BioShock Infinite’s take on Gears of War’s “Horde mode” might not be what most fans were expecting for the game’s first DLC expansion, but anybody who thought that Infinite’s gameplay was just as good as its story will find hours of entertainment with Clash in the Clouds.
It’s easy to write off Clash in the Clouds as a cheap diversion designed to keep people from trading in their copies of BioShock Infinite before the real, story-driven “Burial at Sea” DLC expansion comes out: Clash in the Clouds doesn’t feature any new enemies, vigors, guns, or upgrades or gear. There’s no story at all, and the four “new” arenas are all loosely based on locations you’ve probably already seen in the single player game. Like Gears of War’s Horde mode or Resident Evil 4’s Mercenaries minigame, Clash in the Clouds feels like a bonus feature that should have been unlocked following completion of the main game.
But you know what? I love it anyway.
Just like Horde Mode or RE’s Mercenaries, Clash in the Clouds is simply a lot of fun to play. Initially, I expected to spend a single afternoon with CitC then move on to another game, but I’m finding myself constantly drawn back to it. I want to beat my friends’ scores on the leaderboards. I want to unlock all of the in-game museum’s exhibits. But most of all, I simply want to keep playing the game, just because the combat scenarios are so tightly designed and satisfying to play through.
When BioShock Infinite came out last March, most of the discussion about the game was understandably focused on the game’s story and its other thematic elements, and discussion about Infinite’s gameplay was comparatively subdued. As I said in my original review, I think Infinite’s combat mechanics were arguably one of the best parts of the Infinite experience (yes, perhaps even more so than the story;) the game’s mix of gunplay, Vigor abilities, and the use of environmental elements like skylines and tears made it one of the most satisfying and surprisingly cerebral FPS’s that I’ve had the pleasure of playing through in a long time.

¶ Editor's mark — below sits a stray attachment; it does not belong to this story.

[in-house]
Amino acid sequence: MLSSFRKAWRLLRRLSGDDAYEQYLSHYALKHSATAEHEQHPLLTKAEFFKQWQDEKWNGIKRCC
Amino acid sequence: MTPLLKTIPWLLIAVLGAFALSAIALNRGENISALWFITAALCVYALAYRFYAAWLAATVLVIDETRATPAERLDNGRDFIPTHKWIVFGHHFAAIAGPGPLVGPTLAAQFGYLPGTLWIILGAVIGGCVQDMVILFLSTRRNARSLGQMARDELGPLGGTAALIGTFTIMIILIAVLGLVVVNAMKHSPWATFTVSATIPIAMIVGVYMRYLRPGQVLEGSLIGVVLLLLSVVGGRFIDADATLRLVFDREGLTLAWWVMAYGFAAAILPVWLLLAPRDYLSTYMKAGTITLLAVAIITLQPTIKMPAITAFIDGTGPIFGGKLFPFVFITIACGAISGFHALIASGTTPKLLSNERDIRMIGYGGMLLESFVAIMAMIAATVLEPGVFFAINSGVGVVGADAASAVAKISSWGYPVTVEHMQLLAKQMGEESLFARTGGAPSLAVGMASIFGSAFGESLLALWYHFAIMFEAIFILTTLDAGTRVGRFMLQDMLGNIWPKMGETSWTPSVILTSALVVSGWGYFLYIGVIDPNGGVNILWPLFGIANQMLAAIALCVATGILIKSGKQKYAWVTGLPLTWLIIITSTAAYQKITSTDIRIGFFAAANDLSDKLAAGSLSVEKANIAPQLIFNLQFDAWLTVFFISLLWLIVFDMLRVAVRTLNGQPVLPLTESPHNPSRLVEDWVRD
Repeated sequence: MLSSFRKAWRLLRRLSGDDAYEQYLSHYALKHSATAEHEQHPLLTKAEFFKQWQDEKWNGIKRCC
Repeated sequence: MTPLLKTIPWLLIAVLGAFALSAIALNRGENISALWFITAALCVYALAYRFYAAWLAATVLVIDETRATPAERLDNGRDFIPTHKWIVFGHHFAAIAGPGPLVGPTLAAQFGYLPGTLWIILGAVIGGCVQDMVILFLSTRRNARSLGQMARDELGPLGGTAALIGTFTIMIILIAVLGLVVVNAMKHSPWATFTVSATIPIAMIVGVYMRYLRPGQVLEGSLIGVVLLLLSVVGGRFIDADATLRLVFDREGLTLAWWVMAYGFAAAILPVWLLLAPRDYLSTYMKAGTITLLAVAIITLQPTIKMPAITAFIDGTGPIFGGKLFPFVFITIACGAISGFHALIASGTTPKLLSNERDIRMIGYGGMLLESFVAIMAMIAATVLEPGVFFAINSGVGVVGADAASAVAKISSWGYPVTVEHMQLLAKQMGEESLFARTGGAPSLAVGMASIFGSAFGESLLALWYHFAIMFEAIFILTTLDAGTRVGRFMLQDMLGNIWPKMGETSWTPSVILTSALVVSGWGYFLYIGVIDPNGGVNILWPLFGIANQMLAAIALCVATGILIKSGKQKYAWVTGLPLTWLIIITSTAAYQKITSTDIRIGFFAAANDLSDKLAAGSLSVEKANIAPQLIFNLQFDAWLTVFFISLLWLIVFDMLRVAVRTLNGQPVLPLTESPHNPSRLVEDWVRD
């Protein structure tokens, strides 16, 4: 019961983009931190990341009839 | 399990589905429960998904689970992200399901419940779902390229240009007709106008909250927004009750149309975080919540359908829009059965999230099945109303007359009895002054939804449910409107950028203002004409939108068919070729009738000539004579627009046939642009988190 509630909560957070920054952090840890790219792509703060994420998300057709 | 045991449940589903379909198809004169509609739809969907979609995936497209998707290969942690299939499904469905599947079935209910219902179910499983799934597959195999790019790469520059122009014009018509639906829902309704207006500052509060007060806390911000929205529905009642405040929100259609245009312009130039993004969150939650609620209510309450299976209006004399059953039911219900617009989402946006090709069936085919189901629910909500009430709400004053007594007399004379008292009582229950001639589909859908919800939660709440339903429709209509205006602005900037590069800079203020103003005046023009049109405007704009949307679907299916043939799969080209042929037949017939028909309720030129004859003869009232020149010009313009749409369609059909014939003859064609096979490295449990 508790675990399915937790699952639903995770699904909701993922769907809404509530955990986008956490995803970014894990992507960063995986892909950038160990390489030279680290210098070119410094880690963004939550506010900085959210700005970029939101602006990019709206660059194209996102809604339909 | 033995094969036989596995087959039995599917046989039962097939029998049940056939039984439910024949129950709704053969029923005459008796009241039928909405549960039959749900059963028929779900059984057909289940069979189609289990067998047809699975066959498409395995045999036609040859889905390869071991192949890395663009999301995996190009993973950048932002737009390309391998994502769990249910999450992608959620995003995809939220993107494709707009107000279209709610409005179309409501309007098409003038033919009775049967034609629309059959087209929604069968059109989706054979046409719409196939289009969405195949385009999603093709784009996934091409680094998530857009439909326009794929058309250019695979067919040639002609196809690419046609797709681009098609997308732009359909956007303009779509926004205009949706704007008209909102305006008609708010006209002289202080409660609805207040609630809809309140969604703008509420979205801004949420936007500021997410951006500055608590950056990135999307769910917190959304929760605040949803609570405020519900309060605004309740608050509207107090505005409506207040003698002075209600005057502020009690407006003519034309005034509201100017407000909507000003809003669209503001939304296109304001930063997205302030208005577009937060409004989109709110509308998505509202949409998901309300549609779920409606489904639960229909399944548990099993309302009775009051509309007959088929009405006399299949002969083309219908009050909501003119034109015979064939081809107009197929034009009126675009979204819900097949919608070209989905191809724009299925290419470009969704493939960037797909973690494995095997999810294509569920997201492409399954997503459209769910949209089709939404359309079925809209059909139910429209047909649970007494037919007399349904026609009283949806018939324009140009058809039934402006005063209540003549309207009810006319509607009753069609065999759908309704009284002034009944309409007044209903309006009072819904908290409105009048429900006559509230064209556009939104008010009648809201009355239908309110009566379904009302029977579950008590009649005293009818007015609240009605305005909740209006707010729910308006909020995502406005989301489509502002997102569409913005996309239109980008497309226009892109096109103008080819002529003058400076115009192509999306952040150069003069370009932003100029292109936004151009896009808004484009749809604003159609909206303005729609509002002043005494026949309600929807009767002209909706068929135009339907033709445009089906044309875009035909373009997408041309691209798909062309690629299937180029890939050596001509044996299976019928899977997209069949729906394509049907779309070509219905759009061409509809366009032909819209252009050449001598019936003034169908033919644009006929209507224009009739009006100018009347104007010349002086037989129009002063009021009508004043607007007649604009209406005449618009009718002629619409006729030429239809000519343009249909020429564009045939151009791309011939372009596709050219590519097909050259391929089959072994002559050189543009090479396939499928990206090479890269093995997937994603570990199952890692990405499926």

By stripping away the story and focusing solely on the gameplay, Clash in the Clouds finally gives Infinite’s combat some much deserved time in the spotlight. I always enjoyed the actual gameplay in Infinite, but it wasn’t until Clash in the Clouds that I felt like I was able to fully appreciate the depth and nuance of the game’s mechanics.
CitC starts off easy enough: you’re given access to all of the original game’s weapons and a handful of Vigors from the start of the game, and the of enemies you face in CitC’s first stage, the O.P.S. Zeal, shouldn’t provide much of a challenge for anyone who’s beaten Infinite’s main campaign. Things start to get interesting once you’ve unlock CitC’s other three combat arenas: the game stops pulling its punches, and it starts sending some surprisingly devious and challenging mixes of enemies at you. For instance, I never had a problem dealing with the teleporting, crow wielding Zealots and their close-range attacks in the single player game, but they suddenly became incredibly hard to deal with once CitC paired them up with long-range snipers who could drop my shields with a single shot.